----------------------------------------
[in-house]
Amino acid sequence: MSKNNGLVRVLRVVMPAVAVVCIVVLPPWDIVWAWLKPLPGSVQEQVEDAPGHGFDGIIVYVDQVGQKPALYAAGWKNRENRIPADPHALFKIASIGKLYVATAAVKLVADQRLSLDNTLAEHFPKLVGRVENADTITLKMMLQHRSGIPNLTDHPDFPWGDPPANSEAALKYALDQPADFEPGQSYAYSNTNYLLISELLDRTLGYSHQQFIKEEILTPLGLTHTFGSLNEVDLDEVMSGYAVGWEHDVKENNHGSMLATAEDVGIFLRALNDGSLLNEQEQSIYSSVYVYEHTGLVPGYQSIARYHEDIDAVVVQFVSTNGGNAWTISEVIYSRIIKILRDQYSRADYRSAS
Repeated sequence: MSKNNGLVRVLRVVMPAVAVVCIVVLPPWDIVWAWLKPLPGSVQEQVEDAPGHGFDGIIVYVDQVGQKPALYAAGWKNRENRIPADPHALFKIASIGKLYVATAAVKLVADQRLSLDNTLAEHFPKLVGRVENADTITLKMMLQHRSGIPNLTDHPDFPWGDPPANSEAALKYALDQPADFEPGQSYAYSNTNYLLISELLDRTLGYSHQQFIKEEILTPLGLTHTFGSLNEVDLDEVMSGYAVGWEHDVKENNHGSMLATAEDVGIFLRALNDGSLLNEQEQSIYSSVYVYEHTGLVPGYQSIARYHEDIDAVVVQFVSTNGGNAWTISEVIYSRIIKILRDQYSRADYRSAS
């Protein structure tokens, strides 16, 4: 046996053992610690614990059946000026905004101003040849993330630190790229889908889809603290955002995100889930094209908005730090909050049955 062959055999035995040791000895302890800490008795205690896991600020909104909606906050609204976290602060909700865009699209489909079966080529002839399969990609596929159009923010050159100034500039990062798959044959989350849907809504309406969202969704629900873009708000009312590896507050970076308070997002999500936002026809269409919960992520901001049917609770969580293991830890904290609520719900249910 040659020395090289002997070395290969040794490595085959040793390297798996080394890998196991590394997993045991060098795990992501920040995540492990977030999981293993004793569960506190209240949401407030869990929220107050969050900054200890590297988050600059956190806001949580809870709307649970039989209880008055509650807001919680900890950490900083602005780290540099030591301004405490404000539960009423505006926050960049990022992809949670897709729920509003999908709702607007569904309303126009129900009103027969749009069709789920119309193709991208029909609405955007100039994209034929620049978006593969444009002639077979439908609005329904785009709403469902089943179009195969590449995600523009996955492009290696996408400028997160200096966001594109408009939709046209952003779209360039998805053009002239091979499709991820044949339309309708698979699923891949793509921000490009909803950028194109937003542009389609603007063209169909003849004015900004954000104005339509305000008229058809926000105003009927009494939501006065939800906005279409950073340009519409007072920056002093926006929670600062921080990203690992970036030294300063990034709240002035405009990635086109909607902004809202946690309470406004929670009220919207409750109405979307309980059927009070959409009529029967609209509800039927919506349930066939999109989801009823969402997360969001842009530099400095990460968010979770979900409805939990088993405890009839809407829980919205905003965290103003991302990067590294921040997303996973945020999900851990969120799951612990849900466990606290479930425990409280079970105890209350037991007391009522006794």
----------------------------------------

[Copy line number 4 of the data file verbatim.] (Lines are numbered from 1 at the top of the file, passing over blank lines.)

């Protein structure tokens, strides 16, 4: 046996053992610690614990059946000026905004101003040849993330630190790229889908889809603290955002995100889930094209908005730090909050049955 062959055999035995040791000895302890800490008795205690896991600020909104909606906050609204976290602060909700865009699209489909079966080529002839399969990609596929159009923010050159100034500039990062798959044959989350849907809504309406969202969704629900873009708000009312590896507050970076308070997002999500936002026809269409919960992520901001049917609770969580293991830890904290609520719900249910 040659020395090289002997070395290969040794490595085959040793390297798996080394890998196991590394997993045991060098795990992501920040995540492990977030999981293993004793569960506190209240949401407030869990929220107050969050900054200890590297988050600059956190806001949580809870709307649970039989209880008055509650807001919680900890950490900083602005780290540099030591301004405490404000539960009423505006926050960049990022992809949670897709729920509003999908709702607007569904309303126009129900009103027969749009069709789920119309193709991208029909609405955007100039994209034929620049978006593969444009002639077979439908609005329904785009709403469902089943179009195969590449995600523009996955492009290696996408400028997160200096966001594109408009939709046209952003779209360039998805053009002239091979499709991820044949339309309708698979699923891949793509921000490009909803950028194109937003542009389609603007063209169909003849004015900004954000104005339509305000008229058809926000105003009927009494939501006065939800906005279409950073340009519409007072920056002093926006929670600062921080990203690992970036030294300063990034709240002035405009990635086109909607902004809202946690309470406004929670009220919207409750109405979307309980059927009070959409009529029967609209509800039927919506349930066939999109989801009823969402997360969001842009530099400095990460968010979770979900409805939990088993405890009839809407829980919205905003965290103003991302990067590294921040997303996973945020999900851990969120799951612990849900466990606290479930425990409280079970105890209350037991007391009522006794």